I started researching. I found a convention about artisanal distilling. I got on a plane and flew to the American Distilling Institute (Convention). That was in Baltimore that year. I started asking for rice and literally 100% of the people looked at me like I had three heads. They said, “Rice? Never heard of it. Don’t know.” Someone said, “Someone made some sake.” There was no information.

If you understand liquor production, liquor is an agricultural product. Whiskey was the last step in trying to get a crop. You grow a crop, feed the animals, eat off it, you saved as much as you could. When it started getting old, you made beer with it. Then they took what was left and distilled it. This was a commodity that you could later exchange for whatever you needed. This is how the whiskey industry was made.

Before Prohibition, there were 10,000 distilleries in America. After Prohibition there were only three, and they were controlled by a lot of money. It wasn’t until the beer industry was disrupted by the microbreweries that the rules changed and allowed artisans to try. The point is, Reis never got his shot.

I started studying the market and I realized that there is wheat whiskey, rye whiskey and corn whiskey. There’s bourbon. There’s high bourbon, there’s low bourbon, there’s scotch. There is malted barley. There are all these spirits from around the world, but there are no rice brandies that are made the American way of a yeast beer. In Asia you have shochu and sake, but these are all bacterial fermentations. They are completely different from the American style. The flavor profile is different. I said well I don’t know if anyone has done this before, I don’t know why they haven’t but there has to be a reason. Surely the biggest manufacturers have tested this and maybe they didn’t like it. I figured I’d find out.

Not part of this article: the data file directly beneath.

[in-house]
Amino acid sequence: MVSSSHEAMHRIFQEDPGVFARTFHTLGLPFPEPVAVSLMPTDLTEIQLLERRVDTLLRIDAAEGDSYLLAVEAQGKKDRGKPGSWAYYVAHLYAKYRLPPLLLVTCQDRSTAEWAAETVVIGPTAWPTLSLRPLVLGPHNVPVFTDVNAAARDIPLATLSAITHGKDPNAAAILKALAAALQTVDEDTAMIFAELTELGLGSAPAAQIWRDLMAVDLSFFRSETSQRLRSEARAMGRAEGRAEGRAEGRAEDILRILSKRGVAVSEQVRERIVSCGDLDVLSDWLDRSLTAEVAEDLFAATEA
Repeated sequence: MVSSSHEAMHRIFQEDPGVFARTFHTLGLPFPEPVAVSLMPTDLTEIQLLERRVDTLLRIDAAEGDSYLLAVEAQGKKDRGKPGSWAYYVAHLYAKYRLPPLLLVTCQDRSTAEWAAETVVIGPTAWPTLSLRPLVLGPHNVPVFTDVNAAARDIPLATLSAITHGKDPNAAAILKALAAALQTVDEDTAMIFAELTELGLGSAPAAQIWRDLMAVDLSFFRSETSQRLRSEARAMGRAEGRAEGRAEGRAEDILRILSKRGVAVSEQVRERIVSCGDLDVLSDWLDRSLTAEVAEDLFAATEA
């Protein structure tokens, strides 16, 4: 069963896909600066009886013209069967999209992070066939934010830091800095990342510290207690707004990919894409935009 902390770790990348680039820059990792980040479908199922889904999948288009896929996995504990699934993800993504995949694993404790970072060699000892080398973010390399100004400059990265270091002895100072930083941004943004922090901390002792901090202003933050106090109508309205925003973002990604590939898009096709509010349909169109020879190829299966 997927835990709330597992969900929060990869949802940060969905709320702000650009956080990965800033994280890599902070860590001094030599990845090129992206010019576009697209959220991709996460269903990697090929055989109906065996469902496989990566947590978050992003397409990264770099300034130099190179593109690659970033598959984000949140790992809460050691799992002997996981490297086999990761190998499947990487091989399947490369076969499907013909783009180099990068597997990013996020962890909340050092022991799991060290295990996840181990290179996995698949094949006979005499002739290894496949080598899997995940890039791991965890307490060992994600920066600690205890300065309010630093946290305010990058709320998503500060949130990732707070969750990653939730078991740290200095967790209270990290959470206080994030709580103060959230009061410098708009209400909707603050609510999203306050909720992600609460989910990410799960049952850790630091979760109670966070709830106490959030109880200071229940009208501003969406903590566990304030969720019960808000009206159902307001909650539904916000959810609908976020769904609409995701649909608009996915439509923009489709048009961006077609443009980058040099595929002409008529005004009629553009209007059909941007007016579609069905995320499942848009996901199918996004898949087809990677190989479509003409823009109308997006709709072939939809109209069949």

I thought maybe there was a problem with the fermentation or distillation. I figured we would know for sure what the problem was. It turns out there doesn’t seem to be a problem.

I had a few hunches. I’m a hobby cook. Making a good beer or whiskey is like making a sauce. You have to go on some instincts. There are a few types of rice that I thought would go well with this. We tested six or seven of these and found a few that we liked. Lo and behold, it was literally the best vodka I’ve ever tasted.

We released the vodka to the public almost immediately. Since September 2018, we have been selling vodka to people in Louisiana. It builds a fan base. Every time we blind taste the vodka against something, we come out on top. We knew we had good vodka, but there are thousands of vodka brands out there. Vodka alone is hard to be unique, even if it tastes great. But the whiskey – there is nothing like it. There is no other 100% rice whiskey anywhere else. This is a unique product and it turns out to be pretty good.

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Gambit: But when you first started, did you think about making whiskey?

question: The whiskey straight from the still is amazing. It has great taste. Bourbon doesn’t have that. You have to let it age. But even though we had a great product straight out of the still, we decided to put it into casks and see what happens.